In order that this part of divine service should be conducted to the edification of the people, it is necessary, (1.) That the officiating minister should have a truly devout spirit; that the feelings and desires, of which the prayers are the utterance, should be in exercise in his own heart. (2.) That his mind and memory should be well stored with the thoughts and language of Scripture. Holy men of old spake as they were moved by the Holy Ghost. Their utterances, whether in adoration, thanksgiving, confession, or supplication, were controlled by the Spirit of God. Hence they express the mind of the Spirit; they are the most appropriate vehicles for the expression of those feelings and desires which the Spirit awakens in the minds of God's people. No prayers, therefore, are more edifying, other things being equal, than those which abound in the appropriate use of Scriptural language. (3.) The prayer should be well ordered, so as to embrace all the proper parts and topics of prayer in due proportion This will prevent its being rambling, diffuse, or repetitious. (4.) It should also be suited to the occasion, whether that be the ordinary service on the Lord's day, or the administration of the sacraments, or the special service on days of thanksgiving or of fasting and humiliation. (5.) It is hardly necessary to say that the language employed should be simple, solemn, and correct. (6.) The prayers should be short. Undue length in this service is generally owing, not more to diffuseness than to useless repetitions.

Prayer as a Means of Grace.

    Means of grace, as before stated, are those means which God has ordained for the end of communicating the life-giving and sanctifying influences of the Spirit to the souls of men. Such are the word and sacraments, and such is prayer. It has not only the relation which any other cause has to the end for which it was appointed, and thus is the condition on which the blessings of God, providential or spiritual, are bestowed; but it brings us near to God, who is the source of all good. Fellowship with Him, converse with Him, calls into exercise all gracious affections, reverence, love, gratitude, submission, faith, joy, and devotion. When the soul thus draws near to God, God draws near to it, manifests his glory, sheds abroad his love, and imparts that peace which passes all understanding. Our Lord says, "If a man love me, he will keep my words: and my Father will love him, and we will come unto him, and make our abode with him." (John xiv. 28.) In such fellowship, the soul must be holy and must be blessed.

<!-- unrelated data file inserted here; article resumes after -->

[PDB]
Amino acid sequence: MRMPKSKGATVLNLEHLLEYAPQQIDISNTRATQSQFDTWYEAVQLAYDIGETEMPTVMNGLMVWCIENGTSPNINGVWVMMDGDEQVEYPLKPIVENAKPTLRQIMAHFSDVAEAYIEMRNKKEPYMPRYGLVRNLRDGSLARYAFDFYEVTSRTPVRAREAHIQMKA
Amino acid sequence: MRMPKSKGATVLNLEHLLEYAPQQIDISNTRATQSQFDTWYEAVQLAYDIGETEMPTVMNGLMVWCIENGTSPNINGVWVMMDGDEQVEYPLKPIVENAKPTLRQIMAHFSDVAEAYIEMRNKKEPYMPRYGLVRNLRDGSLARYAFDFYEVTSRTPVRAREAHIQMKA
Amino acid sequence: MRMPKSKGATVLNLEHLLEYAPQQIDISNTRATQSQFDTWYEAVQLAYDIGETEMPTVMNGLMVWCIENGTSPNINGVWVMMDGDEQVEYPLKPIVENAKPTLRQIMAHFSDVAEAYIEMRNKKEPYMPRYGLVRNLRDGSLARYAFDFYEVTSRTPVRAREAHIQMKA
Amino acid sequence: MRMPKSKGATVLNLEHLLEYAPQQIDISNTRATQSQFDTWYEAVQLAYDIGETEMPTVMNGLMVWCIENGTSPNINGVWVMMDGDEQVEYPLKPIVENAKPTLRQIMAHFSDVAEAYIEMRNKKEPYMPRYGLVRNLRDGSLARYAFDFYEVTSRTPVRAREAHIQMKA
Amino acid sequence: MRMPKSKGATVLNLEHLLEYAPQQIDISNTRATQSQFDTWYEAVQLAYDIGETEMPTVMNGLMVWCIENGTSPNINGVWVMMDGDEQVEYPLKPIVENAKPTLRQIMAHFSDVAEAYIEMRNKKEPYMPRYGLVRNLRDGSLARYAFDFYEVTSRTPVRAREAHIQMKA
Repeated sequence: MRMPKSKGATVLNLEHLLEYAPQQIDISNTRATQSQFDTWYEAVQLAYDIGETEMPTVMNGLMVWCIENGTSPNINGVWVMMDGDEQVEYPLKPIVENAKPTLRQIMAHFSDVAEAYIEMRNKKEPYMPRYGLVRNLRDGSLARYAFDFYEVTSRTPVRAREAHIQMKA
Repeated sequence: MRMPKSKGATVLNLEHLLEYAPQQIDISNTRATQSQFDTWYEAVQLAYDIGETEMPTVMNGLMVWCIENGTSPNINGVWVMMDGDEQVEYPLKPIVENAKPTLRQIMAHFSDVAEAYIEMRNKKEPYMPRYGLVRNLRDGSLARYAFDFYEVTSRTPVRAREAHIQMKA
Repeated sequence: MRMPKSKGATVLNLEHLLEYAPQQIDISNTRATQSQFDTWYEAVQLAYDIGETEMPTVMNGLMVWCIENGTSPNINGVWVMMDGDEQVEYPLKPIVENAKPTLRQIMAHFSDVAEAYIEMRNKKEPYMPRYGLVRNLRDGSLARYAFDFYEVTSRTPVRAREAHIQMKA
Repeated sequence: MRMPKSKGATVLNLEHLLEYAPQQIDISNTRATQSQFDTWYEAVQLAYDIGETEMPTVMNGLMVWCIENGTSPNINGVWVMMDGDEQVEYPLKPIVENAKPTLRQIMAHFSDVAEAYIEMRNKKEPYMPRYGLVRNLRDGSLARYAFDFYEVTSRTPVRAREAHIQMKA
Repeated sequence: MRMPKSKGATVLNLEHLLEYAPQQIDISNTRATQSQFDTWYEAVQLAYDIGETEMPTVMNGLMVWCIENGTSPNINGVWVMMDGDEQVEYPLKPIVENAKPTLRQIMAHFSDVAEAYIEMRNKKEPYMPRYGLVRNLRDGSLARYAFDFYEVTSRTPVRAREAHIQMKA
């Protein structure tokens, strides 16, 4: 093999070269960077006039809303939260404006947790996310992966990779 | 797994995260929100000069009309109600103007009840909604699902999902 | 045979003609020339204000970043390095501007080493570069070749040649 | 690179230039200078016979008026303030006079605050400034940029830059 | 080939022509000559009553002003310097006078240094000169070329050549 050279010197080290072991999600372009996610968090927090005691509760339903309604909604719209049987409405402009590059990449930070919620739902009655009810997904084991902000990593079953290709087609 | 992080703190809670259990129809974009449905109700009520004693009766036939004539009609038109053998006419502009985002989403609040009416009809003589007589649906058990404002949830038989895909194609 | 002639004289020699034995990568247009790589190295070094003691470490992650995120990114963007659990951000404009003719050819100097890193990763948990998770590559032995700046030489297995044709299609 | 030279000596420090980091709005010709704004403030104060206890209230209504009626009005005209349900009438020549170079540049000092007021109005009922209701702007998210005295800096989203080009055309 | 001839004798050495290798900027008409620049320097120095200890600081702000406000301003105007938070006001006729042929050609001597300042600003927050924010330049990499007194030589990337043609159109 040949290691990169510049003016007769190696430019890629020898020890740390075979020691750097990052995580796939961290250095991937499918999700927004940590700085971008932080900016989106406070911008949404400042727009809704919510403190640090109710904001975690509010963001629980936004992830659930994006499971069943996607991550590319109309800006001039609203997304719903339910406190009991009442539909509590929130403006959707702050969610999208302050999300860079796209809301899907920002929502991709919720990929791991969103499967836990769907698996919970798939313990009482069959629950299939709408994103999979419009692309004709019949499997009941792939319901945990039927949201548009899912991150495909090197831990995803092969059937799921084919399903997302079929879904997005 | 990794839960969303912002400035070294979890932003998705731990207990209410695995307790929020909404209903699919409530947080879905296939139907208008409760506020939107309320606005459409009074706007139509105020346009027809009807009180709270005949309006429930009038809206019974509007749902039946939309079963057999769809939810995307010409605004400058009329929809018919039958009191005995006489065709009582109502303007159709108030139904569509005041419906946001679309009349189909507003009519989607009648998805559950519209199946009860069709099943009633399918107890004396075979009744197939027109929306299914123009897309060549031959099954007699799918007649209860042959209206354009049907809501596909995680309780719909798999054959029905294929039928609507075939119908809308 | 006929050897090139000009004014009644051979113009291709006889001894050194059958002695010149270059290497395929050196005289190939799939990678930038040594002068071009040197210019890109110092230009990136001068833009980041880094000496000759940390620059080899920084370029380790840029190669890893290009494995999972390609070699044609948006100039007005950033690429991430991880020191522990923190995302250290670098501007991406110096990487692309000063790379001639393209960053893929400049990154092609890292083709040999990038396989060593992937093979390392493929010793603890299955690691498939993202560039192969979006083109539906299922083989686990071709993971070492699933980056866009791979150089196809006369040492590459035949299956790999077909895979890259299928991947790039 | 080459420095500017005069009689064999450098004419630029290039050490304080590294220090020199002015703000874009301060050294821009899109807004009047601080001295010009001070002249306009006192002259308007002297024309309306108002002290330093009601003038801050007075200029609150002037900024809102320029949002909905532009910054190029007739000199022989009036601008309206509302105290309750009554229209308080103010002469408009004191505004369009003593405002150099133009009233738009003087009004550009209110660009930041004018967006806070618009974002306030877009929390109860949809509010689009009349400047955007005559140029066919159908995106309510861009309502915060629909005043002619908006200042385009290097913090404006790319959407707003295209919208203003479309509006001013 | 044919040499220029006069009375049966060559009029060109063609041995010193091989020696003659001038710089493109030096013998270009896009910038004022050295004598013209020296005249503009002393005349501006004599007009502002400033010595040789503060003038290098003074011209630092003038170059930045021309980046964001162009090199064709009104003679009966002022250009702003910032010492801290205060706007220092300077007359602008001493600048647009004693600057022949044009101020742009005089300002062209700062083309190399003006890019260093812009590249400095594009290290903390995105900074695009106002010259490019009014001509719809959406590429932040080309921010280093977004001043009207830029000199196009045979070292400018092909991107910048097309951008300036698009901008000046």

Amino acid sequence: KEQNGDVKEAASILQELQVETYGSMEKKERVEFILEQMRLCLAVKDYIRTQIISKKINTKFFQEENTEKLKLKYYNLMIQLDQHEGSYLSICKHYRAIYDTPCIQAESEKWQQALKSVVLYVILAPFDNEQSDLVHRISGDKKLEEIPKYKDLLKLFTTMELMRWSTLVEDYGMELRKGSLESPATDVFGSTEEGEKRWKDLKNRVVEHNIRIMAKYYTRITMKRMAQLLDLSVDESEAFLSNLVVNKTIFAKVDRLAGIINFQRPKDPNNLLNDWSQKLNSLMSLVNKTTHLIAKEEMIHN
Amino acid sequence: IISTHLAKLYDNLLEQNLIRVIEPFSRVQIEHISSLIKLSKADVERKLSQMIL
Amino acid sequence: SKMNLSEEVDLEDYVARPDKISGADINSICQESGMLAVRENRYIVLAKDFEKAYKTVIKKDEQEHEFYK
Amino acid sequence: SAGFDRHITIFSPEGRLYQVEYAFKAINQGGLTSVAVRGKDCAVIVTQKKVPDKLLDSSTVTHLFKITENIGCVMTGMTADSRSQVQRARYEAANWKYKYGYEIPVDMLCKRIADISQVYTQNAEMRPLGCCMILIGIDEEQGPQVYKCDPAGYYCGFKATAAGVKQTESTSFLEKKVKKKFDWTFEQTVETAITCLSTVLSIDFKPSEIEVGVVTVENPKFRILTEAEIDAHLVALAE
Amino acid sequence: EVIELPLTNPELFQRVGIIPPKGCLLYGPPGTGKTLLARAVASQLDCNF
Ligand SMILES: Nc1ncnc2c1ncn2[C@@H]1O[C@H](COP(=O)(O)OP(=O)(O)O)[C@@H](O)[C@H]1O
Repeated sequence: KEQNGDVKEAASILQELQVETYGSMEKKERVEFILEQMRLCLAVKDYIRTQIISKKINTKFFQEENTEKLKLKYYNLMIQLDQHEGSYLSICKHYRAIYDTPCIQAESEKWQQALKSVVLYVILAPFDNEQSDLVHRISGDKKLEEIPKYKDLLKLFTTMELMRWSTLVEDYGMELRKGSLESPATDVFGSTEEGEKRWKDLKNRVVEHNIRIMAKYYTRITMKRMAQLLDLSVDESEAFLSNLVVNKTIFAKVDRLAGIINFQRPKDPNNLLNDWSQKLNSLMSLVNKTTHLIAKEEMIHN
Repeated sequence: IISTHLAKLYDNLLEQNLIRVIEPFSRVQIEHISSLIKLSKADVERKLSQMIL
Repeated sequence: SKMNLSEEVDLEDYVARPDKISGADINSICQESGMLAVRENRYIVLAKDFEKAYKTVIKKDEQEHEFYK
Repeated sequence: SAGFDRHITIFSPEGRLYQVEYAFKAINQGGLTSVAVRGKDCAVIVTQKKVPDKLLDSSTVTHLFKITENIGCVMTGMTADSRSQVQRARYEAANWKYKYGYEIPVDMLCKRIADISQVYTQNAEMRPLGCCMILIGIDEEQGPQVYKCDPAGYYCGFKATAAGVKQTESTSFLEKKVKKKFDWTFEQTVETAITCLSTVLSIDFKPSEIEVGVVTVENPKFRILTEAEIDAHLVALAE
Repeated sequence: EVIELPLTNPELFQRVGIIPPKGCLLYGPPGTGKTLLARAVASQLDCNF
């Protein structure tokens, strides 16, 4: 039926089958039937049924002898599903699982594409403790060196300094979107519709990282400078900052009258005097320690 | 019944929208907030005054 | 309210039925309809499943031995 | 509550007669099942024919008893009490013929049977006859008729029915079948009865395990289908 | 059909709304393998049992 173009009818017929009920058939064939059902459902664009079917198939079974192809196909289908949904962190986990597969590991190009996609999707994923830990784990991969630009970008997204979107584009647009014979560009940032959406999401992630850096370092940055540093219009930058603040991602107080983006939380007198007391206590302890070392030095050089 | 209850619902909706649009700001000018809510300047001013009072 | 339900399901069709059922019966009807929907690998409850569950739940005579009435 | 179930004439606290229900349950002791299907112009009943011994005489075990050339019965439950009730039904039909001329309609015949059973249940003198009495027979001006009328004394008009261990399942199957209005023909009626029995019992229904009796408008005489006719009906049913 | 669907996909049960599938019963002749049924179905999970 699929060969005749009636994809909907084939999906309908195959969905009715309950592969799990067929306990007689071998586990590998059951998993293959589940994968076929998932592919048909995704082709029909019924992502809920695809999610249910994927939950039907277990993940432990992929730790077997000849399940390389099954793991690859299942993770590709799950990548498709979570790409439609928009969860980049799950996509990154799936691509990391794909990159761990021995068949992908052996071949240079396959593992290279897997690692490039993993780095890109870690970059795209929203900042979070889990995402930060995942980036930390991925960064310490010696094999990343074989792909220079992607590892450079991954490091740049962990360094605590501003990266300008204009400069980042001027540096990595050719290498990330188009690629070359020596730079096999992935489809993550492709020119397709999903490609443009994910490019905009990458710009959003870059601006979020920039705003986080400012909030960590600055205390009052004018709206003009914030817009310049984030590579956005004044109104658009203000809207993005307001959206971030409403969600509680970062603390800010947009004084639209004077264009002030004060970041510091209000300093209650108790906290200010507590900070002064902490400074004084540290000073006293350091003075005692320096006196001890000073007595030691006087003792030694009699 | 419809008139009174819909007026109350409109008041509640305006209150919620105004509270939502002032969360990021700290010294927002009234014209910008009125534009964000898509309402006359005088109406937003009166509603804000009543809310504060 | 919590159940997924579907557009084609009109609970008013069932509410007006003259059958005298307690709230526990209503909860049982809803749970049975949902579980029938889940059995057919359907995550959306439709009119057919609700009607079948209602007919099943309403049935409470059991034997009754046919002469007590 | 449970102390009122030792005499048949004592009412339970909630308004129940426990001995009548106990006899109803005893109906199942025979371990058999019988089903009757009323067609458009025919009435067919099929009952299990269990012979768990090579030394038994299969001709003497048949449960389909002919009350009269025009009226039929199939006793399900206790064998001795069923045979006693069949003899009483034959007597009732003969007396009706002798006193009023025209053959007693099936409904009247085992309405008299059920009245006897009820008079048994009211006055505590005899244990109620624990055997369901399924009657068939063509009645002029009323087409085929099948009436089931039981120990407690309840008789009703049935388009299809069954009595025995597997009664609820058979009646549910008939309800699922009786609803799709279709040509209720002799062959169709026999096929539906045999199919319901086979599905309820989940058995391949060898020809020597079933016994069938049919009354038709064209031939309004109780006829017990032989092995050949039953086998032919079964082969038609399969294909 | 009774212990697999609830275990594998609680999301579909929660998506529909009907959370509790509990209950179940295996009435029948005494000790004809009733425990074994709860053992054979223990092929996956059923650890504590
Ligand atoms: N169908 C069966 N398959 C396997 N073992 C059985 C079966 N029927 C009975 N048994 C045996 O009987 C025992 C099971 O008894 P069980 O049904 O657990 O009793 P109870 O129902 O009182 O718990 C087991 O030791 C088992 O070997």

The Power of Prayer.

    The course of human events is not controlled by physical force alone. There are other powers at work in the government of the world. There is the power of ideas, true or false; the power of truth; the power of love and human sympathy; the power of conscience; and above all, the Supreme Power, immanent in the world as well as over it, which is an intelligent, voluntary, personal power, cooperating with and controlling the operations of all creatures, without violating their nature. This Supreme Power is roused into action by prayer, in a way analogous to that in which the energies of a man are called into action by the entreaties of his fellow-men. This is the doctrine of the Bible; it is perfectly consistent with reason, and is confirmed by the whole history of the world, and especially of the Church. Moses by his prayer saved the Israelites from destruction; at the prayer of Samuel the army of the Philistines was dispersed; "Elias was a man subject to like passions as we are, and he prayed earnestly that it might not rain: and it rained not on the earth by the space of three years and six months. And he prayed again, and the heavens gave rain, and the earth brought forth her fruit." These facts are referred to by the Apostle James, for the purpose of proving that the prayer of a righteous man availeth much. Paul constantly begged his Christian brethren to pray for him, and directed that prayer should "be made for all men: for kings, and for all that are in authority; that we may lead a quiet and peaceable life in all godliness and honesty." This of course supposes that prayer is a power. Queen Mary of Scotland was not beside herself, when she said she feared the prayers of John Knox, more than an army. Once admit the doctrine of theism, that is of the existence of a personal God, and of his constant control over all things out of Himself, and all ground for doubt as to the efficacy of prayer is removed, and it remains to us, as it has been to the people of God in all ages, the great source of spiritual joy and strength, of security for the present and confidence for the future. The Forty-sixth Psalm still stands: "The LORD of Hosts is with us; the God of Jacob is our refuge."